This review was written for and first published by Bookmunch.
Like many countries colonised by Europeans over the centuries, South Africa has a distressing history of entitlement leading to brutality. A population of disparate groups evolves, with each believing the land is rightfully theirs. War and political change lead to festering resentments passed down through generations. Inculcated prejudices can result in the dehumanisation of those considered other for a variety of reasons.
You Will Be Safe Here explores a number of such prejudices. It opens with a short prologue that introduces sixteen year old Willem Brandt as he is taken to a New Dawn Camp by his mother and her fiancé. They hope that the military style training regime will fix Willem, turning him into what they regard as a normal man.
The story then jumps back from 2010 to 1901. Written in the form of a diary, this section covers a month in the life of Sarah van der Watt whose husband is away fighting with Afrikaner commandos in the Second Boer War. The British army are trying to crush resistance to their occupation by rounding up Afrikaner families along with their slaves. Possessions are sifted through and confiscated before homes are burned to the ground. The people are loaded into trains and taken to segregated camps – the population thereby concentrated and contained. Knowing what is about to happen, Sarah and her six year old son, Fred, are preparing to leave the farm they have wrested from the veld.
Sarah is asked by the British soldiers to sign an oath of neutrality. In refusing she condemns herself to live in conditions that grow ever harsher. She will come to pay a heavy price for what she regards as necessary loyalty.
“I hate the Khakis but hand-uppers disgust me because they surrendered, they gave up the land we fought the Zulu for at Blood River. God cannot grant their prayers.”
The irony of her actions – that she considers the country that her forebears took and then cultivated with slave labour to be rightfully hers – doesn’t cross her mind.
Sarah’s diary offers a picture of day to day life in the camp. It is a stark portrayal of starvation, disease and death. The British may not have actively murdered their prisoners but in Bloemfontein they did as little as they could get away with to keep them alive. Over the course of this war, more civilians died in the British concentration camps than soldiers on the battlefield.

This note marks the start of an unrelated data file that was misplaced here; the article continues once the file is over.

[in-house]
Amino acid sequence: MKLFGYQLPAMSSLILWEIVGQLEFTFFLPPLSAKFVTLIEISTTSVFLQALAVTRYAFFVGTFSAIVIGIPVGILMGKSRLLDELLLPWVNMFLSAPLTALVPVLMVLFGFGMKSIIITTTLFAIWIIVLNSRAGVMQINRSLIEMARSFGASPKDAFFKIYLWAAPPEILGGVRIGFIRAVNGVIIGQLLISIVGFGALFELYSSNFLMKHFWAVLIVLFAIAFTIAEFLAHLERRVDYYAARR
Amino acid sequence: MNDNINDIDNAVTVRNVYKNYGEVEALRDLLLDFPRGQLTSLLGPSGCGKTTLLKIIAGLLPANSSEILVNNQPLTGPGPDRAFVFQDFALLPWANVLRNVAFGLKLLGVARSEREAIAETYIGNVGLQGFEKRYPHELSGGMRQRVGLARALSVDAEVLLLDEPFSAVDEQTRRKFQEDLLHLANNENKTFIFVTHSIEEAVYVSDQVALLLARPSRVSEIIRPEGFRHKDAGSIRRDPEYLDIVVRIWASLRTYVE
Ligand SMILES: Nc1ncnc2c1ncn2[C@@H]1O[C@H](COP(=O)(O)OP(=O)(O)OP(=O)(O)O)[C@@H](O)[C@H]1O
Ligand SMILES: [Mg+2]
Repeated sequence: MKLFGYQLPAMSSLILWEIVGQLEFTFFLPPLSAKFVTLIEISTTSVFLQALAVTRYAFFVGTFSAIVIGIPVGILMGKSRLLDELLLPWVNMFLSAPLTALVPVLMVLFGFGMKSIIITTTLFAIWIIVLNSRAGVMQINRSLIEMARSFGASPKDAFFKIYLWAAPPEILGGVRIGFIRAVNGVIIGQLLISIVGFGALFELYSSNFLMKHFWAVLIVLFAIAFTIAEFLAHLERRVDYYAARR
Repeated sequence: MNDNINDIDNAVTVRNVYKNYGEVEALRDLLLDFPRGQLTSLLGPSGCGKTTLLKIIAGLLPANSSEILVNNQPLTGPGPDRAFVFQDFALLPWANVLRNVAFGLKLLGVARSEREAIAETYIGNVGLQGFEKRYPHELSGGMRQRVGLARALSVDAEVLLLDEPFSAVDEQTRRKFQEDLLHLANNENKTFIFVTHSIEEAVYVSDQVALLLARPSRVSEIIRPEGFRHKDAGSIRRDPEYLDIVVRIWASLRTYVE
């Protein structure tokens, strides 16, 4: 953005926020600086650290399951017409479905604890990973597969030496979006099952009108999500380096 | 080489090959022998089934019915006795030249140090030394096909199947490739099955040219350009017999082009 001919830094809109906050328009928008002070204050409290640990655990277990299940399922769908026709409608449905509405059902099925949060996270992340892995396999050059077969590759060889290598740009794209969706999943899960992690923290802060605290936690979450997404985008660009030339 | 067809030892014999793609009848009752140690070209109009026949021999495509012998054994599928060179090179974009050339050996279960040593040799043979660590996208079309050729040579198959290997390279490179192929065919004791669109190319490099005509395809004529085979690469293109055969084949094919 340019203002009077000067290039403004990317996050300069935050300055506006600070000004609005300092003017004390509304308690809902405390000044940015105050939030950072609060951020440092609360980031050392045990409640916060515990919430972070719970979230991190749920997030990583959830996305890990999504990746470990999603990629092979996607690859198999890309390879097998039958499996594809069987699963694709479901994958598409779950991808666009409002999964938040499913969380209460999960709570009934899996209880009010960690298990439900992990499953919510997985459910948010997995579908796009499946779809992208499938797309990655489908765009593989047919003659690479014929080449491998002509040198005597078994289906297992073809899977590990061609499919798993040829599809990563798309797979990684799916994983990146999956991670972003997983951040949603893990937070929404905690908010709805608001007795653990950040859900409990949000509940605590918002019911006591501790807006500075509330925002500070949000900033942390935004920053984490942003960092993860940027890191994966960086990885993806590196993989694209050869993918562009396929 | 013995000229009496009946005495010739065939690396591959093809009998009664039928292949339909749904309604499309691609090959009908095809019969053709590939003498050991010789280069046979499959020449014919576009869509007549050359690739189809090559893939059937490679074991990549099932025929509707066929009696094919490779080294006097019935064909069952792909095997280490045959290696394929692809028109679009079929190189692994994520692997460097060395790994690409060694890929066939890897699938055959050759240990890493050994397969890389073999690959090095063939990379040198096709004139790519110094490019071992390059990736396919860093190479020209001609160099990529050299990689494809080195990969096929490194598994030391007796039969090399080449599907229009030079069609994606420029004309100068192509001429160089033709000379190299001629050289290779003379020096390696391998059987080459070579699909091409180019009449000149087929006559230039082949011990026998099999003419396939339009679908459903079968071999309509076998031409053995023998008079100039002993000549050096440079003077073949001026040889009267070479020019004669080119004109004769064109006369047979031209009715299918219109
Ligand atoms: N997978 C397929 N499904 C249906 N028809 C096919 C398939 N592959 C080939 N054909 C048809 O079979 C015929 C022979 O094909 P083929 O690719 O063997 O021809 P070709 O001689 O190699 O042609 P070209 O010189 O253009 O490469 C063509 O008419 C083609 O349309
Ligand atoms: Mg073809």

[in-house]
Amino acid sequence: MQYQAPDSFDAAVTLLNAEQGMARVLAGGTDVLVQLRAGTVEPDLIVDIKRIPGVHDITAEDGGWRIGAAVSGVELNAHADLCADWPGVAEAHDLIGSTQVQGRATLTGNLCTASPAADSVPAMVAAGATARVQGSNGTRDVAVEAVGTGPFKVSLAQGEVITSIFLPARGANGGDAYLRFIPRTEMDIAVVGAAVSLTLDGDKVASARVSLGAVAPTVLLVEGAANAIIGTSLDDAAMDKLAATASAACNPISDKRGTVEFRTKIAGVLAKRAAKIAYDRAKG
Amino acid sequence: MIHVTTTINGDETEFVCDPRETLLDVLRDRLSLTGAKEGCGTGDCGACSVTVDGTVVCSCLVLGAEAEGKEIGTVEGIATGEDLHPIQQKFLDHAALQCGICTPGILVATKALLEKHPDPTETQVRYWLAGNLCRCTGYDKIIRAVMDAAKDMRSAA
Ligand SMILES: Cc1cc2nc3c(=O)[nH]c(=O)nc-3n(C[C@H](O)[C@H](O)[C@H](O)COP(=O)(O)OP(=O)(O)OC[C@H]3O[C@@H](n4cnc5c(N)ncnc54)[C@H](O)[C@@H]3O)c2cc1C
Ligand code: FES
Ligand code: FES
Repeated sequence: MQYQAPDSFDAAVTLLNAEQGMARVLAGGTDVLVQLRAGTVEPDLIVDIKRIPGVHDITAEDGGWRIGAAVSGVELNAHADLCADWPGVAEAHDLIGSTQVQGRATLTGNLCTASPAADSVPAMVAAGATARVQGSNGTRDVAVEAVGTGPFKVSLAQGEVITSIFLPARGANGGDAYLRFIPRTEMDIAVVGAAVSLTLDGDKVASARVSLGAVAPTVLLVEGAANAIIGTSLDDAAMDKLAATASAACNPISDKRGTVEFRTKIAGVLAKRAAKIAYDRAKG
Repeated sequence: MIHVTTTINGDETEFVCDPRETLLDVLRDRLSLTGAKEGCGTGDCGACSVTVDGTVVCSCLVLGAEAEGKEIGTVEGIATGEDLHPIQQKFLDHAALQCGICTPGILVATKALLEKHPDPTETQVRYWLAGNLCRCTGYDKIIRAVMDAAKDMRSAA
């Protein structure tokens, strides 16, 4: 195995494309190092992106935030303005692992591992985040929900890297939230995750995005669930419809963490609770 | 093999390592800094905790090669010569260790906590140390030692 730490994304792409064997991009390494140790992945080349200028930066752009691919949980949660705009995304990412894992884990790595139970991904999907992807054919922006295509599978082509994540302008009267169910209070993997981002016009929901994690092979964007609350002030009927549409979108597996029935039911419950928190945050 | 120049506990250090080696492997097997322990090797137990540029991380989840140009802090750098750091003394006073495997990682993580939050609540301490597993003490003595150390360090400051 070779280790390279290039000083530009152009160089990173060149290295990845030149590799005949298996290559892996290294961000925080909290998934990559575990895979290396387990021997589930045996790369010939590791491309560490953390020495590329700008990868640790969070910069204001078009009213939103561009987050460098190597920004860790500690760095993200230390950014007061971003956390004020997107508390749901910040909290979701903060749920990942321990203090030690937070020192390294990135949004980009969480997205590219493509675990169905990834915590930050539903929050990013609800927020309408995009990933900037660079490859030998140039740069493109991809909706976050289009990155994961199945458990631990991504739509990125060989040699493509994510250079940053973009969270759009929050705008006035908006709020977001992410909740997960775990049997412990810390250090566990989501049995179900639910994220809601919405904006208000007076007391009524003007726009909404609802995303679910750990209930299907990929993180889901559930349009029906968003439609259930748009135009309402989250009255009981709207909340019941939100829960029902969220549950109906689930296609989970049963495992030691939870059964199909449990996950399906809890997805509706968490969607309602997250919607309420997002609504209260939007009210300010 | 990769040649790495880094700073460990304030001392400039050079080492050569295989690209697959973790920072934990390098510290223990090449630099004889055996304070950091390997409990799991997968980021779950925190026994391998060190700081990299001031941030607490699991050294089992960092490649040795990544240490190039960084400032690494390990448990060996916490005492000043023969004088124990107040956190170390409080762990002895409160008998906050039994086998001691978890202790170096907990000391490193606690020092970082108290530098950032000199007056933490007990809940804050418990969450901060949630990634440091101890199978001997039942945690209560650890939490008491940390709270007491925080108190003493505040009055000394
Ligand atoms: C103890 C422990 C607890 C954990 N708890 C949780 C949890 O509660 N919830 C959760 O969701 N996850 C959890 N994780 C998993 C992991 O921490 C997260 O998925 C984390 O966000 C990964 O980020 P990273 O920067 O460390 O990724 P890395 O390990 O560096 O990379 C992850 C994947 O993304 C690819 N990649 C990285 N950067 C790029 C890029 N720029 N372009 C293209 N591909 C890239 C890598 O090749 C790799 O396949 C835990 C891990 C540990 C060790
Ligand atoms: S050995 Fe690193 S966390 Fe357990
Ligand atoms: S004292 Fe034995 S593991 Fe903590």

The second section of the story is set in Johannesburg, starting in 1976 when sixteen year old Rayna is assaulted on her way home from school and falls pregnant. In an attempt to avoid a scandal she quickly marries. The union is not a success and her husband leaves to work in the northern diamond mines. Financially supported and mostly left alone, Rayna quietly shuns societal conventions. Leaving her son with the home help, she finds work and then has a second child.
The timeline moves forward through the decades during which Rayna becomes a grandmother and the political situation in South Africa alters in ways she struggles to accept. There is a perception of encroaching violence resulting in the white population living behind walls and installing increasingly high tech security.
Meanwhile, the Afrikaner children choose to speak English when together – the language of their parents now associated with school.
The story enables the reader to better understand the differing backgrounds of contemporary white South Africans. Prejudices portrayed are not just based on race. The penultimate section, detailing Willem’s time at the New Dawn Camp, is a chilling indictment of homophobia. It also serves to pull each strand of the tale together.
The writing is deft and compelling, illuminating a terrible history with quiet competence and humanity. Despite their flawed thinking, their skewed sense of the ‘natural order’, the characters are presented with a degree of sympathy – as the product of a blinkered heritage.
The author writes:
“The Boer Wars (1880-81 and 1899-1902) are no longer taught in British or South African schools. They are now almost fondly remembered as a great Victorian adventure, the stuff of Boy’s Own stories.”
“Camps like New Dawn still operate across South Africa. They are for white boys only and run by former soldiers […] who believe that one day white South Africa will rise again and finally right the historic wrongs of the Boer Wars.”
Any Cop?: It is horrifying to consider the cruelties so casually meted out in camps set centuries apart. Based on actual events, this story is both powerful and tragic. It offers a vital lesson in where prejudice can lead.